On a scale of 1 to 10, Putin rates an 8 for risk

Norman A. Bailey March 6, 2015 8:49 AM (UTC+8)
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Here’s my contribution to a symposium in International Economy magazine which asks, “How Dangerous is Vladimir Putin?”

On a scale of one to ten, an eight. Since taking control in 2000, President Putin has spent these fourteen

years consolidating dictatorial power internally, rebuilding the Russian armed forces and security services,

encouraging technological development in such areas as cyber-operations, recentralizing the Russian economy under state dominance, and probing soft spots on Russia’s periphery, such as the cyber-attack on Estonia, the invasion of Georgia, and the annexation of Crimea With little effort and no significant resistance, he has also expanded the international role of Russia into the Middle East and Asia. In the face of Western weakness and vacillation, he was in the process of creating a geopolitical space from Germany in the West to China in the East. He deployed Russia’s energy resources with skill and determination. The apogee of his reign was reached with the Crimean takeover. If he had paused there to consolidate his gains and concentrate on his medium- and long-term strategies, the rest of the world would have done nothing significant in response. Indeed, in the weeks following the takeover the general attitude of the Western powers and media was that he actually had some good points with reference to Russia’s right to Crimea, which had been handed over to Ukraine by Khrushchev for no apparent reason. Then hubris took over. Putin’s remarkable successes in unlikely circumstances, his Great Russian ethnic, historical, and psychological beliefs, with resentments and fears based on centuries of aggressions by Mongols,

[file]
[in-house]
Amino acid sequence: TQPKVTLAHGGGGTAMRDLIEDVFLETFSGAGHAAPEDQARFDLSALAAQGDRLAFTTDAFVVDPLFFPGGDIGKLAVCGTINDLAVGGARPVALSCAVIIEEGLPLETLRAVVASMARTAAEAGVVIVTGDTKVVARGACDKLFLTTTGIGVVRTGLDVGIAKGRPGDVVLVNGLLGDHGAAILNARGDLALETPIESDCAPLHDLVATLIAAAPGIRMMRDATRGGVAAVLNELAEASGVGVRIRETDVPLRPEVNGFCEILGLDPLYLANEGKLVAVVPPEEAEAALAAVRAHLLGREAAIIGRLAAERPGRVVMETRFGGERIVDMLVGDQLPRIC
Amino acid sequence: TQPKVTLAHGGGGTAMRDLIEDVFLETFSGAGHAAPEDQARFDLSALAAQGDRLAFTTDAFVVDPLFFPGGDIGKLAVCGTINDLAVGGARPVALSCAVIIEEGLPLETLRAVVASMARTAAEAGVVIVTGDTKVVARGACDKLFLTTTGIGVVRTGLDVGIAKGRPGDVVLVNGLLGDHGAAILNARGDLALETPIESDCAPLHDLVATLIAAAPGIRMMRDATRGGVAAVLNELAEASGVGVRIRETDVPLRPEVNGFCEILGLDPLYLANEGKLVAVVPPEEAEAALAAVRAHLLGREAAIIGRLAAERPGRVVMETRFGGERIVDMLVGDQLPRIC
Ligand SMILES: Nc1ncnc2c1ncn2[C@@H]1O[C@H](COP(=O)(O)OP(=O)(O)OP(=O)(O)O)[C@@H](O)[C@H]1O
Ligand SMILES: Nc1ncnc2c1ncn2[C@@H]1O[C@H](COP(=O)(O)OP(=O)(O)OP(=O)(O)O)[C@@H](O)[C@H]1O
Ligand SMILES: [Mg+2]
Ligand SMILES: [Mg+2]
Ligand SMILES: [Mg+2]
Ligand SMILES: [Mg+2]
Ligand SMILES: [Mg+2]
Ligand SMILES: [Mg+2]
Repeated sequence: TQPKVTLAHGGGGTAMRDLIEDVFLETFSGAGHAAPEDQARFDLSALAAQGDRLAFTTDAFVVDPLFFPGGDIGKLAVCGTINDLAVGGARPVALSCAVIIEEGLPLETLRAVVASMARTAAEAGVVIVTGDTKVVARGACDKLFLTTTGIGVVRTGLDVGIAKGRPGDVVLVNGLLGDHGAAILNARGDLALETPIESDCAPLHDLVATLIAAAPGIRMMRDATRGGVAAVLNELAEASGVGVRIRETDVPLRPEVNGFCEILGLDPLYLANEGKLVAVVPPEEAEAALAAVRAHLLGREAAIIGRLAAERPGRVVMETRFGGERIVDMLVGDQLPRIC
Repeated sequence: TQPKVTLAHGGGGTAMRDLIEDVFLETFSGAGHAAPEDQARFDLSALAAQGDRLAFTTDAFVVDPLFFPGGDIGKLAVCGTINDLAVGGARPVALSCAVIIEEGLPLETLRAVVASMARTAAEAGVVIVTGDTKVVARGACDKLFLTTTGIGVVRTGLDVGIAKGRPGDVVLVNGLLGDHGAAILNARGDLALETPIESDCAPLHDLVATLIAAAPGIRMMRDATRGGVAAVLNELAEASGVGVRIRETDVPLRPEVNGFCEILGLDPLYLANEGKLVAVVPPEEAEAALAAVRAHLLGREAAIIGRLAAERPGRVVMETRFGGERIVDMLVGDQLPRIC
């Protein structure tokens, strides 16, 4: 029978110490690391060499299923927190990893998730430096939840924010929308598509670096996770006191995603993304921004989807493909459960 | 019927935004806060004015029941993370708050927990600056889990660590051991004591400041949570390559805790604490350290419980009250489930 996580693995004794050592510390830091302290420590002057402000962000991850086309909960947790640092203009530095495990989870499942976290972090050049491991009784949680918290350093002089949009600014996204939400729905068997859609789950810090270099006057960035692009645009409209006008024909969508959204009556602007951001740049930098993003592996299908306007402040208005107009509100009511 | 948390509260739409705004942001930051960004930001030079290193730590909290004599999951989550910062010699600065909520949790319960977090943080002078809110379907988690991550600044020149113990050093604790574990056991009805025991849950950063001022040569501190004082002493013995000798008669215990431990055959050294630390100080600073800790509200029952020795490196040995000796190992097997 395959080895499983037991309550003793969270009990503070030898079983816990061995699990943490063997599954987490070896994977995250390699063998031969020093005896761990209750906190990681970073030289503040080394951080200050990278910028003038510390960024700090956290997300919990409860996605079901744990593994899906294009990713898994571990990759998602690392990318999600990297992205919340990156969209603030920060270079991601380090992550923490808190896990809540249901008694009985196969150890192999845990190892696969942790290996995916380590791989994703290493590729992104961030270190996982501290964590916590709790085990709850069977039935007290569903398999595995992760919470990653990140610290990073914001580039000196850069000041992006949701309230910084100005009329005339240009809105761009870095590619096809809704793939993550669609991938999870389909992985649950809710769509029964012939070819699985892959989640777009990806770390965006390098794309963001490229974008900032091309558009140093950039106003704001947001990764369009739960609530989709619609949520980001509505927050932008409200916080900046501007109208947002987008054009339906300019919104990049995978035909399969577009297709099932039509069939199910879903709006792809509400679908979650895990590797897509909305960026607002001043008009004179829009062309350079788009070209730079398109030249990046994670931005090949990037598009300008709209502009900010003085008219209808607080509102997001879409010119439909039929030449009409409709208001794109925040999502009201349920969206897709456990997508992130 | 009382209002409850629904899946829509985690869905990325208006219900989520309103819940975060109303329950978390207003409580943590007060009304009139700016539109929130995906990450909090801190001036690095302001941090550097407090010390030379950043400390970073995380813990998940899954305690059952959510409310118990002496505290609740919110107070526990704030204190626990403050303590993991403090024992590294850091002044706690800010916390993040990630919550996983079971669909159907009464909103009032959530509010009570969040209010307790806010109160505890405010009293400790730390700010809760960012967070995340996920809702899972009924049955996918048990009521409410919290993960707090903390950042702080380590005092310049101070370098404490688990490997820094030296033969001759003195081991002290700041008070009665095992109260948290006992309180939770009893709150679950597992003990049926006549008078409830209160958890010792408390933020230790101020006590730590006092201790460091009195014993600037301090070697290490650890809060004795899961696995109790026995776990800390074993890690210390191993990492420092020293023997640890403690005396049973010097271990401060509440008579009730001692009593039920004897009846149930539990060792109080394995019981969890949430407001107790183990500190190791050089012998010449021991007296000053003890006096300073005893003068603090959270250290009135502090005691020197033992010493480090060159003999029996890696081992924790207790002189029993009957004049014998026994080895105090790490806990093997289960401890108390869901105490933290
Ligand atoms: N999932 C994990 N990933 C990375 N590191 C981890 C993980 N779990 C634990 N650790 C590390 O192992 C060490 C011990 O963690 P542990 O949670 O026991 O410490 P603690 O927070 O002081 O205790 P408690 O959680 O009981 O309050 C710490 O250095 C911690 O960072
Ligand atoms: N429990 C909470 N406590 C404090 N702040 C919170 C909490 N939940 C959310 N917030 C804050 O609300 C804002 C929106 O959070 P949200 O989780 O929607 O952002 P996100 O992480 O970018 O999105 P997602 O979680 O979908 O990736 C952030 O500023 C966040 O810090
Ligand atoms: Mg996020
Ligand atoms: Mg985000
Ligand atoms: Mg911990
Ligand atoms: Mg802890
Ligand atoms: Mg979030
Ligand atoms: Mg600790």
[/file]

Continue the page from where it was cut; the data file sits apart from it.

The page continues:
Tatars, Poles, Swedes, French, Germans, and others, coupled with his contempt for the contemporary leadership of the West, impelled him to go beyond Crimea and attempt to detach eastern Ukraine from the rest of the country, with visions of a corridor to Transnistria and Moldova in order to create more Abkhazias and South Ossetias. He has attempted to intimidate the Baltic states and Poland, drawing former Soviet republics into an economic union with Russia, with the goal of eventually sharing geopolitical dominance over the eastern hemisphere with China. Instead, his overreach has led finally to a reaction, which if not overwhelming, at least is not negligible, with economic and financial sanctions reinforcing the damage done to the Russian economy by the fall in the price of oil. A wounded Russia, led by an immensely popular megalomaniac, is a very dangerous country, one which Putin never ceases to remind the world has a large and well-maintained nuclear arsenal and therefore cannot be intimidated. We cannot rule out a serious strategic error with disastrous consequences if Putin feels cornered and believes that Russia is being subjected once again to aggression from abroad. His language is incendiary and it would be a serious mistake to assume that he is merely blustering.

Norman A. Bailey
Norman A. Bailey is President of the Institute for Global Economic Growth, the author of numerous books and articles and recipient of several honorary degrees, medals and awards and two orders of knighthood. He also teaches economic statecraft at The Institute of World Politics and has experience on the staff of the National Security Council at the White House, in the Office of the Director of National Intelligence, and in business, consulting and finance.
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